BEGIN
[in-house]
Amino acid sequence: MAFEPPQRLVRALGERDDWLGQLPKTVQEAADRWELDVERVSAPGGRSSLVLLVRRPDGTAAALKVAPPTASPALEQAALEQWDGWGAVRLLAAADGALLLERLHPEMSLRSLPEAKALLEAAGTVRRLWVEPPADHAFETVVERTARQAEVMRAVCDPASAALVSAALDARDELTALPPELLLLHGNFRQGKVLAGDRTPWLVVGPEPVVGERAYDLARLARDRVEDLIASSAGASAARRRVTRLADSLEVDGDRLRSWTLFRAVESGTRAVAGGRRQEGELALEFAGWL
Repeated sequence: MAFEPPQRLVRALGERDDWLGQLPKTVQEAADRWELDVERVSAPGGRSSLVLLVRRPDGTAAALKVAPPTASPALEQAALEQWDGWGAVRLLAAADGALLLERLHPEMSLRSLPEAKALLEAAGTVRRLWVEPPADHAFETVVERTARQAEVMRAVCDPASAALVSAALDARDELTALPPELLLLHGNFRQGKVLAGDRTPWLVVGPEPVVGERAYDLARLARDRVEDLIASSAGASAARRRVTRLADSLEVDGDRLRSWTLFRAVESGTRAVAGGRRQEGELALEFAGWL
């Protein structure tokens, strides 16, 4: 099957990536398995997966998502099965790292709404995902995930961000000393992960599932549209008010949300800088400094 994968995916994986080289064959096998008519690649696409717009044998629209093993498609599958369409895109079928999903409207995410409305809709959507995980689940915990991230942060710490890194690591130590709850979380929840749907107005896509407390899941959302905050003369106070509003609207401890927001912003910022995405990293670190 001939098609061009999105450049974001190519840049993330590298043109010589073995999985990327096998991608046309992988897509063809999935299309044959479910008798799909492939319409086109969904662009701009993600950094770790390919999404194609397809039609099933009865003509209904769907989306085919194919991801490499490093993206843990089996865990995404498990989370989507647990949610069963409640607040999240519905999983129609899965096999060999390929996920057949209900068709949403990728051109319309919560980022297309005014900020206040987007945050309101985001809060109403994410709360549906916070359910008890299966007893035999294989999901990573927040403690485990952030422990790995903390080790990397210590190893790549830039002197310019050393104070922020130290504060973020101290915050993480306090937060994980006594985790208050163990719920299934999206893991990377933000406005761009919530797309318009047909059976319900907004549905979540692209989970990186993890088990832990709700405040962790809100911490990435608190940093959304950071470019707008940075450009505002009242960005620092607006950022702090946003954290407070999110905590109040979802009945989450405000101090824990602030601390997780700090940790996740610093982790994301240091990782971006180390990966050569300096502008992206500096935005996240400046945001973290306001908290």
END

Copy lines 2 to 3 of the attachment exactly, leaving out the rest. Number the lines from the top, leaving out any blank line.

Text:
Amino acid sequence: MAFEPPQRLVRALGERDDWLGQLPKTVQEAADRWELDVERVSAPGGRSSLVLLVRRPDGTAAALKVAPPTASPALEQAALEQWDGWGAVRLLAAADGALLLERLHPEMSLRSLPEAKALLEAAGTVRRLWVEPPADHAFETVVERTARQAEVMRAVCDPASAALVSAALDARDELTALPPELLLLHGNFRQGKVLAGDRTPWLVVGPEPVVGERAYDLARLARDRVEDLIASSAGASAARRRVTRLADSLEVDGDRLRSWTLFRAVESGTRAVAGGRRQEGELALEFAGWL
Repeated sequence: MAFEPPQRLVRALGERDDWLGQLPKTVQEAADRWELDVERVSAPGGRSSLVLLVRRPDGTAAALKVAPPTASPALEQAALEQWDGWGAVRLLAAADGALLLERLHPEMSLRSLPEAKALLEAAGTVRRLWVEPPADHAFETVVERTARQAEVMRAVCDPASAALVSAALDARDELTALPPELLLLHGNFRQGKVLAGDRTPWLVVGPEPVVGERAYDLARLARDRVEDLIASSAGASAARRRVTRLADSLEVDGDRLRSWTLFRAVESGTRAVAGGRRQEGELALEFAGWL